The Supreme Court will decide the fate of “excessive fee” litigation against defined contribution plans, as it has agreed to hear the case of Hughes v. Northwestern University.

This form of litigation has been a scourge of corporate America over the past years. Legions of plaintiff’s lawyers have filed suits alleging that plan sponsors have breached their fiduciary duties by causing plans to pay fees that substantially exceed fees for alternative, available investment products or services. There is a thriving and complex cottage industry that supports this litigation deluge. Other than the plaintiff’s lawyers, no one likes this litigation, least of all corporate officers and directors.

ERISA is quite clear: fees paid by plans must be reasonable and plan fiduciaries must act as prudent experts in their decision-making processes with respect to the retirement plans that they oversee.

In order to protect the $35.4 trillion held by U.S. retirement plans (ICI, June 16, 2021), ERISA imposes the highest standard of care on plan fiduciaries. Absent these high standards, retirement plans would quickly devolve into an unlimited feeding trough for a wide range of financial service providers. In effect, the fiduciary standards protect America’s pool of retirement assets.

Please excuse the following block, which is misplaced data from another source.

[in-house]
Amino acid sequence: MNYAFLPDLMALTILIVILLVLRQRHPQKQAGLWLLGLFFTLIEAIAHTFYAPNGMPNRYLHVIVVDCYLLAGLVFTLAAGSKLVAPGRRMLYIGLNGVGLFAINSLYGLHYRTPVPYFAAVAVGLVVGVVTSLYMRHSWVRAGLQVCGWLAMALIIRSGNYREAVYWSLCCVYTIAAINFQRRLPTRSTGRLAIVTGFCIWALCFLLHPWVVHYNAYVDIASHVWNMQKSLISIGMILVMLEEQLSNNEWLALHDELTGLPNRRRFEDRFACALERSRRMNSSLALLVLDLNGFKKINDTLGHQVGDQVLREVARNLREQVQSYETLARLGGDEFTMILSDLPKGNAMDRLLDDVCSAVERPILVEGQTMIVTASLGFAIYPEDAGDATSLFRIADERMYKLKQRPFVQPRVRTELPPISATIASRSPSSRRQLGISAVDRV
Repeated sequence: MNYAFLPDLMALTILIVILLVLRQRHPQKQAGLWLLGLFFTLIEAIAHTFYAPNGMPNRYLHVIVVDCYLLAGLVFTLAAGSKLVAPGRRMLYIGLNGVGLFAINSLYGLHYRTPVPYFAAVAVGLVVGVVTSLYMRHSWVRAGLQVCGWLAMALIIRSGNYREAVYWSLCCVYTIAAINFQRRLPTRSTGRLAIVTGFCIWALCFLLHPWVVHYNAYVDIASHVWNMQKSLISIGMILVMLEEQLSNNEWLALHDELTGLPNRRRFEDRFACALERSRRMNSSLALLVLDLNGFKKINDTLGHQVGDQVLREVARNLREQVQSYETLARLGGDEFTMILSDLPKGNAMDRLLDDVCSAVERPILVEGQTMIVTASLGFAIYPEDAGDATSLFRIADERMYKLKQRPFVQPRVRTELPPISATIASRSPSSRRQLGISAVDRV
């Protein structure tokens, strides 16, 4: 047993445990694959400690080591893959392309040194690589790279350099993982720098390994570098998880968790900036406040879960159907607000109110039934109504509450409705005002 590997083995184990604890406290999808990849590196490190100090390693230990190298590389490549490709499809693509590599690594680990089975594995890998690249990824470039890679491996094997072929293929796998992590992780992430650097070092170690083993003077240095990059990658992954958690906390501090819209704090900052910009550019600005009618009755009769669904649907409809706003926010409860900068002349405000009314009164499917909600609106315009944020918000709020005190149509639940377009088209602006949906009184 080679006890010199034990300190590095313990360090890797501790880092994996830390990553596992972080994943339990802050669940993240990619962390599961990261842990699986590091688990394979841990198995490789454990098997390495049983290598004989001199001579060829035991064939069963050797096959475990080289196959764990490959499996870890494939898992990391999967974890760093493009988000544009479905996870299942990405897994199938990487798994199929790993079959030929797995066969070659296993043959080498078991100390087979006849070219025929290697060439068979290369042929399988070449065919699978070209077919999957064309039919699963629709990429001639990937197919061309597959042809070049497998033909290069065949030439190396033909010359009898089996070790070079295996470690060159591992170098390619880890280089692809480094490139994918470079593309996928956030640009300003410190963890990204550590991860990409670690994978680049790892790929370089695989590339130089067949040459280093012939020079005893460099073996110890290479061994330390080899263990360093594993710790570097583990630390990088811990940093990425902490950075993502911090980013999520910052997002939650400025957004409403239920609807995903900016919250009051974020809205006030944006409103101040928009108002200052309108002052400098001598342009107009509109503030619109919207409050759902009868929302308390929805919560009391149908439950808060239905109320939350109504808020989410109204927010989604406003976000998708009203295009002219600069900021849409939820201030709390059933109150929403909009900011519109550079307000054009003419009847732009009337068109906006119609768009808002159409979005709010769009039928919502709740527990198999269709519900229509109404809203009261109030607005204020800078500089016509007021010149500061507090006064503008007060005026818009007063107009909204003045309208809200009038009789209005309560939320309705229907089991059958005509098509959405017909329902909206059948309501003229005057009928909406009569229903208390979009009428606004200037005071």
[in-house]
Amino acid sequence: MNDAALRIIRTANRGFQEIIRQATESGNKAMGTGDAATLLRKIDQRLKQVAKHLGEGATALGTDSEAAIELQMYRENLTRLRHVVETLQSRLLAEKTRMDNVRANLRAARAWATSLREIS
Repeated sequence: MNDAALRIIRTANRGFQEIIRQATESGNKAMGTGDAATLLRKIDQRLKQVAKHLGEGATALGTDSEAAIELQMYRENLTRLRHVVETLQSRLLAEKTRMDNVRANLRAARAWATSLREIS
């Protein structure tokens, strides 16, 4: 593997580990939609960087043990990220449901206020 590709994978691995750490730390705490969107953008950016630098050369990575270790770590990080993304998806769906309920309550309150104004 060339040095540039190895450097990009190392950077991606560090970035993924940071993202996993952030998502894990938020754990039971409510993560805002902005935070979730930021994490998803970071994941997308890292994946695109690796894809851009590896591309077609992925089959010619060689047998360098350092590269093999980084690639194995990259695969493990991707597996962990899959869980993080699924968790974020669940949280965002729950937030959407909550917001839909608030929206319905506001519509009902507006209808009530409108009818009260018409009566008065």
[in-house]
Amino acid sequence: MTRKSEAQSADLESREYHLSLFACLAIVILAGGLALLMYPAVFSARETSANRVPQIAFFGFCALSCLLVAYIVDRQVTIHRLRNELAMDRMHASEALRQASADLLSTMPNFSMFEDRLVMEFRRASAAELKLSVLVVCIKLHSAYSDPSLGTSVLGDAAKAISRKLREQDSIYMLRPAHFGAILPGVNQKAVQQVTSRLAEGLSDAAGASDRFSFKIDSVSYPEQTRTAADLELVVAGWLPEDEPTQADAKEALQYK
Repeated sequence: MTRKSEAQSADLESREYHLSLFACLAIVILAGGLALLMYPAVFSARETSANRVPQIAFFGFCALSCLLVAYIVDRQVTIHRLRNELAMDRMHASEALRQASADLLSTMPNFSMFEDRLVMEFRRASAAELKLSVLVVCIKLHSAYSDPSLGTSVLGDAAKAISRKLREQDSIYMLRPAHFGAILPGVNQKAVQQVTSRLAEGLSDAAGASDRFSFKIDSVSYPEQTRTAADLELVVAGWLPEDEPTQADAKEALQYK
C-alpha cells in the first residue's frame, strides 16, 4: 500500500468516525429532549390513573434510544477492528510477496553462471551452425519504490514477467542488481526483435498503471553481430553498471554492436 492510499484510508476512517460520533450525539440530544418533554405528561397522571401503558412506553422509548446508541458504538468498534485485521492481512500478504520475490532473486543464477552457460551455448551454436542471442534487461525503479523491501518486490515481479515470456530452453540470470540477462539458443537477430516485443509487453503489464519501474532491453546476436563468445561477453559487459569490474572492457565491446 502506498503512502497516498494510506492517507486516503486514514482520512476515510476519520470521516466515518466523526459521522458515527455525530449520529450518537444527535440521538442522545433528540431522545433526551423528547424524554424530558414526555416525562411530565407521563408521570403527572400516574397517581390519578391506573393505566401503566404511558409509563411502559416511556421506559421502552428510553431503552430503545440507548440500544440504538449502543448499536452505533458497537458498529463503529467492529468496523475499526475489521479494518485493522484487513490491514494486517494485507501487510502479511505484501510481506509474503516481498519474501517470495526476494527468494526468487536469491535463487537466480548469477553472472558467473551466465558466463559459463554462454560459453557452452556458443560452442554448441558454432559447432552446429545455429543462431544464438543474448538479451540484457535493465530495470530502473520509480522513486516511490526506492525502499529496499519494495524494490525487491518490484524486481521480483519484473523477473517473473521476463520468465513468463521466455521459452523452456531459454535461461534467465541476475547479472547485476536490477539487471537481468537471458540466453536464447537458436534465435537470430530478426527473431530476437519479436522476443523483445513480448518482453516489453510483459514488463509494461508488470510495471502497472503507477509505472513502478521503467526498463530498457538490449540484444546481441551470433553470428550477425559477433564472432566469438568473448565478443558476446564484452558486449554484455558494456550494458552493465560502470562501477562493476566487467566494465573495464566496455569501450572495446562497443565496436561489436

ERISA does not dictate specific behaviors or actions on behalf of plan sponsors. Instead, they are given a wide berth in how they meet the standards of prudence and reasonableness. ERISA reflects a free market, capitalist spirit in that it allows plan sponsors the agency and creativity for meeting these standards. But, meet the standards, they must.

In our American system, the courts are uniquely capable of determining whether the standards are met: whether actions are prudent or reasonable.  

As much as they may protest, plan sponsors are not helplessly left to the vagaries of litigation. Instead, there are scores of lawyers, consultants and independent fiduciaries who possess expertise in guiding plan sponsors with respect to best practices. Since plaintiff’s lawyers must invest their own time and resources in their litigation, once they catch wind that a plan sponsor has adopted its own rigorous fiduciary processes, they will likely lose interest in a particular defendant and move on to one who has been less diligent. Plan sponsors are not unwitting victims here.

Of course, litigation is an unpleasant nuisance to corporate America. However, this type of fee litigation effectively helps preserve the assets accumulated by hard-working Americans. After all, every dollar paid to service providers, is one less dollar funding someone’s retirement. 

 

 

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ERISA Settlement Mandates Fees and Independent Fiduciary Oversight

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ERISA Settlement Mandates Fees and Independent Fiduciary Oversight